[Location] Urnes, Norway [Type] Visitor center [Size] 1000 sqm [Status] Proposal
[Collaborators] Alicja Kubicka & Borja Martínez Gómez
Urnes Stave Church is unique in a national and international context. It is not the most ostentatious nor the most accessible church in Norway. Nevertheless, Urnes Stave Church was chosen to represent Norway on the World Heritage List in 1979. The church was highlighted along with Norway's foremost monuments, because of its unique and most special finely-engraved ornaments on the northern door. The small building, with its prominent position in the landscape, gains strength in its simplicity. What the interior offers of wealth, is in a way absent in the exterior - except on the northern door. The interaction with the rugged mountains and the turquoise fjord creates an overwhelming situation, where the history of the place becomes alive. Here you can sense that Norway, over many centuries, largely consisted of small, isolated communities.
The development of the visitor center should be perceived in the same way. Simple but detailed. Connected to the surroundings, but at the same time characteristic. The main intention for the visitor center has been to create a center in close dialog with the stave church and the surrounding cultural landscape. As the stave church and the cultural landscape play the main role, it is important that the visitor center is a supplement to the existing character of the place, and not the other way around.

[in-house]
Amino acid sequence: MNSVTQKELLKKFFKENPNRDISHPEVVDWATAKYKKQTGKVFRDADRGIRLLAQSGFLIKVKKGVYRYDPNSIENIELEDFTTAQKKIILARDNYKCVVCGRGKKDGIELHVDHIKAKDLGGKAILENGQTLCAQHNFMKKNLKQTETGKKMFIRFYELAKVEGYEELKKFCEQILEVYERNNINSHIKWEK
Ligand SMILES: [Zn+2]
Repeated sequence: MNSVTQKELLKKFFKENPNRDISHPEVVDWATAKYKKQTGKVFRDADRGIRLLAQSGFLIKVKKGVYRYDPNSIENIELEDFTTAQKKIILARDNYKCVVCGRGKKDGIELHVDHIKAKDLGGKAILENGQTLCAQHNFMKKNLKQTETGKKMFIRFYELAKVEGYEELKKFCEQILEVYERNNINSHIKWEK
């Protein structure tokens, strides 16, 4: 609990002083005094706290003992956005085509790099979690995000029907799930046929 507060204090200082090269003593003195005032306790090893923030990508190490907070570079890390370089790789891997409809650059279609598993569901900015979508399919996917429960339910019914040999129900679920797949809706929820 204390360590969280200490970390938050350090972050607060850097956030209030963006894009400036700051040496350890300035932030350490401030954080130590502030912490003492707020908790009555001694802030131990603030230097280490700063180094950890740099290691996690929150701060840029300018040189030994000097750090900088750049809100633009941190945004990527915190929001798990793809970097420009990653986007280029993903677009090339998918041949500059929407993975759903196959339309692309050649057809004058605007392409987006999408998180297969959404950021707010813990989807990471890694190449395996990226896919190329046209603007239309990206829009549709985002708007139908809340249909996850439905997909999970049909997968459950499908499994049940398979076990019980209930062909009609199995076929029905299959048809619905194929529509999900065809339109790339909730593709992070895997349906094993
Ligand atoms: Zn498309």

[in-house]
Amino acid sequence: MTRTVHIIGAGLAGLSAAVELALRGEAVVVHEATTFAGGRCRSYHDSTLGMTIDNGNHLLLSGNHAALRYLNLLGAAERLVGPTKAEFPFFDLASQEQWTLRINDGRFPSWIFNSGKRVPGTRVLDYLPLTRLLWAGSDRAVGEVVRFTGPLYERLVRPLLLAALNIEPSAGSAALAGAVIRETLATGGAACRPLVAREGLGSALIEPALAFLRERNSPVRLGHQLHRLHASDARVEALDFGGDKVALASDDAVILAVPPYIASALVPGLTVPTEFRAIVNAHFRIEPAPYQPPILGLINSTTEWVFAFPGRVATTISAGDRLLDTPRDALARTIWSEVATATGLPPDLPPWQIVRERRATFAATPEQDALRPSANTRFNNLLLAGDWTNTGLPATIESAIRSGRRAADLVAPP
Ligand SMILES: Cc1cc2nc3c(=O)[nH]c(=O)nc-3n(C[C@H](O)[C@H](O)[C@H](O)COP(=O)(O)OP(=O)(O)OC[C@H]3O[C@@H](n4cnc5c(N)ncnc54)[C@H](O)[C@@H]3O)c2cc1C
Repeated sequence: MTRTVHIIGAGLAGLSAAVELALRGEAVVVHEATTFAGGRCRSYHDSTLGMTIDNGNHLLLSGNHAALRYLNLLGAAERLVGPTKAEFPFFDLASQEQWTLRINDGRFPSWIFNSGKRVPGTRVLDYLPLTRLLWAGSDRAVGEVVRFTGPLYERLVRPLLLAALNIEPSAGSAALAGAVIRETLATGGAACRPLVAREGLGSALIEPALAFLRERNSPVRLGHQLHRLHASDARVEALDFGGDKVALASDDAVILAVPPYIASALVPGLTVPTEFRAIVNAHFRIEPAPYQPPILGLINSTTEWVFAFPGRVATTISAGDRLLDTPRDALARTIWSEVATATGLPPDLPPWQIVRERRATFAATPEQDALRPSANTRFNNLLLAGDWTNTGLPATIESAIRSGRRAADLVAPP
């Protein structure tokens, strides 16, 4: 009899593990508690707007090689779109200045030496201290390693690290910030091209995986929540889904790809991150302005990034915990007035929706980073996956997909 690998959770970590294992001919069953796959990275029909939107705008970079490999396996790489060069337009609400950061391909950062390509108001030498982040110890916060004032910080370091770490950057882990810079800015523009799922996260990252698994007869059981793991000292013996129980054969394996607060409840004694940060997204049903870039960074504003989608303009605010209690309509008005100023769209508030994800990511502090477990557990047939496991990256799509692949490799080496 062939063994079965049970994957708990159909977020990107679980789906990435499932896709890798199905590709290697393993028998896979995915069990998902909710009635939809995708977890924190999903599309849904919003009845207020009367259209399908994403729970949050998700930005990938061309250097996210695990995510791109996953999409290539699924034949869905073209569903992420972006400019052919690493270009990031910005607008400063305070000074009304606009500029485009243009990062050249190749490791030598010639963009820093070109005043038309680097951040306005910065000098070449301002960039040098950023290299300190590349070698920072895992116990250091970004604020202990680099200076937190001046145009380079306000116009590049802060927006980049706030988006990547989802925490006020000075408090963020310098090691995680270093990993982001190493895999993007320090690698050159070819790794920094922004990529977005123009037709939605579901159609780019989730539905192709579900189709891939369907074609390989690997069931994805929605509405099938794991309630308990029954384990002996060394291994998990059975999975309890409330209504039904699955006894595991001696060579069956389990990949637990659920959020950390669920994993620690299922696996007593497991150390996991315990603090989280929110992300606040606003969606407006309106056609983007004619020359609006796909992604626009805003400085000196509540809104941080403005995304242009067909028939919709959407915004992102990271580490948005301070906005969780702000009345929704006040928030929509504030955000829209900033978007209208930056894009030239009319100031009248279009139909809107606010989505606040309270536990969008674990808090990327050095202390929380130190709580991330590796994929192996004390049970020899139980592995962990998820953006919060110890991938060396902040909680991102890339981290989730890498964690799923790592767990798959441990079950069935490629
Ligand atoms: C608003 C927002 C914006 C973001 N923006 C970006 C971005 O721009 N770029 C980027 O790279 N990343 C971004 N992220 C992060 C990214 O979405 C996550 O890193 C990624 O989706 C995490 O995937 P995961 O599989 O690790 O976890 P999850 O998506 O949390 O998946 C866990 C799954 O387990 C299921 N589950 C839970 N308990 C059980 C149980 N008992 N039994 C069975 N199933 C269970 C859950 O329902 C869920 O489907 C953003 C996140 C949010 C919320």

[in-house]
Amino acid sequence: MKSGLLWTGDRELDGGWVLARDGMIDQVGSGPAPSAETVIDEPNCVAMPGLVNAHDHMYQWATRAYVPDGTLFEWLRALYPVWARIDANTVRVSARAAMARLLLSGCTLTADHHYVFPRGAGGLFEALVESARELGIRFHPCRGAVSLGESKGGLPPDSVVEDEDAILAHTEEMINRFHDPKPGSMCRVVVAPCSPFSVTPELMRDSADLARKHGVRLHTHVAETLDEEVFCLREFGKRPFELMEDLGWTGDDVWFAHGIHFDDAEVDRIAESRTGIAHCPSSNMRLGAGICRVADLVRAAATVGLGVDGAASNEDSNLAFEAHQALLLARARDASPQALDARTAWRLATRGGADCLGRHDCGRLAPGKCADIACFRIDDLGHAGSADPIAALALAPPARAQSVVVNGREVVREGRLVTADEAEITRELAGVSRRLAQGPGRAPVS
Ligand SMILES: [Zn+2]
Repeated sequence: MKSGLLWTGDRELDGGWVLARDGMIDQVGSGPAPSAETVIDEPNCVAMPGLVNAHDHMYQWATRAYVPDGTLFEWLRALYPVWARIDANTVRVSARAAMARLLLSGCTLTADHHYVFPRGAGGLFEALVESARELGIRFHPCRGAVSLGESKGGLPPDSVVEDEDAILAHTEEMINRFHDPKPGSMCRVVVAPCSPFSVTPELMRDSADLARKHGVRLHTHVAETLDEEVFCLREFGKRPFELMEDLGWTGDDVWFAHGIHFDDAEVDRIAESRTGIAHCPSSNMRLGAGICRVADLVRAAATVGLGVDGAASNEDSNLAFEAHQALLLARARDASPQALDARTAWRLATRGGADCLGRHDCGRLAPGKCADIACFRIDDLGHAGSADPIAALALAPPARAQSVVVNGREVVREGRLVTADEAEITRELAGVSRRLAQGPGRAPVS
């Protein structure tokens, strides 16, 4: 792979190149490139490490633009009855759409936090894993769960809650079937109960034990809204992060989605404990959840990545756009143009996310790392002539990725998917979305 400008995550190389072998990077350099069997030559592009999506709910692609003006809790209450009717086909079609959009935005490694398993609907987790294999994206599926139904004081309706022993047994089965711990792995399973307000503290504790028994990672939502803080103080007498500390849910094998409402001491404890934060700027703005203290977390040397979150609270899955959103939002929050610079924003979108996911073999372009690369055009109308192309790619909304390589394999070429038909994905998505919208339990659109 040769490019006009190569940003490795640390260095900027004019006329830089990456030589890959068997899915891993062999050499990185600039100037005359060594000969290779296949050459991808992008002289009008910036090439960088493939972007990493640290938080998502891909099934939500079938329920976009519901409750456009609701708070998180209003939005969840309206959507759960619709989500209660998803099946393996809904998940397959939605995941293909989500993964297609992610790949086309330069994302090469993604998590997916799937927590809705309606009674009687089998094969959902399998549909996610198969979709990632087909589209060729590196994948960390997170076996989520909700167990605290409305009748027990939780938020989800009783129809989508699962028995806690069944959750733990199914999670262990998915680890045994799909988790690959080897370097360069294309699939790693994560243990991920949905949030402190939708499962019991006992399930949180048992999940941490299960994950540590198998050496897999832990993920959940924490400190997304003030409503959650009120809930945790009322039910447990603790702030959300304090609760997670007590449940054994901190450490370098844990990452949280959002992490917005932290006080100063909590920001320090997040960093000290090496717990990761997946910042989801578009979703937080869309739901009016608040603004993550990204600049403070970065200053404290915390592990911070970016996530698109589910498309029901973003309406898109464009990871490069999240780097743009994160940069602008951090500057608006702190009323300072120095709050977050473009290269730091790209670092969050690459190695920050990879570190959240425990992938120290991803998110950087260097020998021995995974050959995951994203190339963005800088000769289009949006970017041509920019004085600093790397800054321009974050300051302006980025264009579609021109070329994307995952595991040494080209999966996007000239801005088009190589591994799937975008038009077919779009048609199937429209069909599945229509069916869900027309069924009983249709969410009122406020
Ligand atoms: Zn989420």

Since the visitor center is seen from a distance, it is extra important that the building is kept low in the terrain, and not obstructing the views towards the stave church. The visitor center will complement the experience of the stave church, and not itself appear as the dominant volume. The body of the building is therefore lowered into the terrain, and the height of the ridge does not exceed the road leading up to the stave church.
Great emphasis has been placed on continuing the use of retaining walls in natural stone, as they give the town its special character. The retaining wall has a constructive function, but will also be an aesthetic sight in the new visitor center. The center is perceived through the two elements natural stone and wood. The natural stone settles firmly in the steep terrain and provides space for the light wooden construction, which plays with the aesthetics of the stave church.
The building is arranged so that visitors will experience the place's special character and cultural landscape in combination with the visitor center's inner exhibition and public areas. Seen from the main entrance, the building conveys a clear connection and relation to "Urneshagen", an existing apple orchard. The building's asymmetrical gable roof gives a more modest appearance both seen from the fjord and seen from the northern and southern facades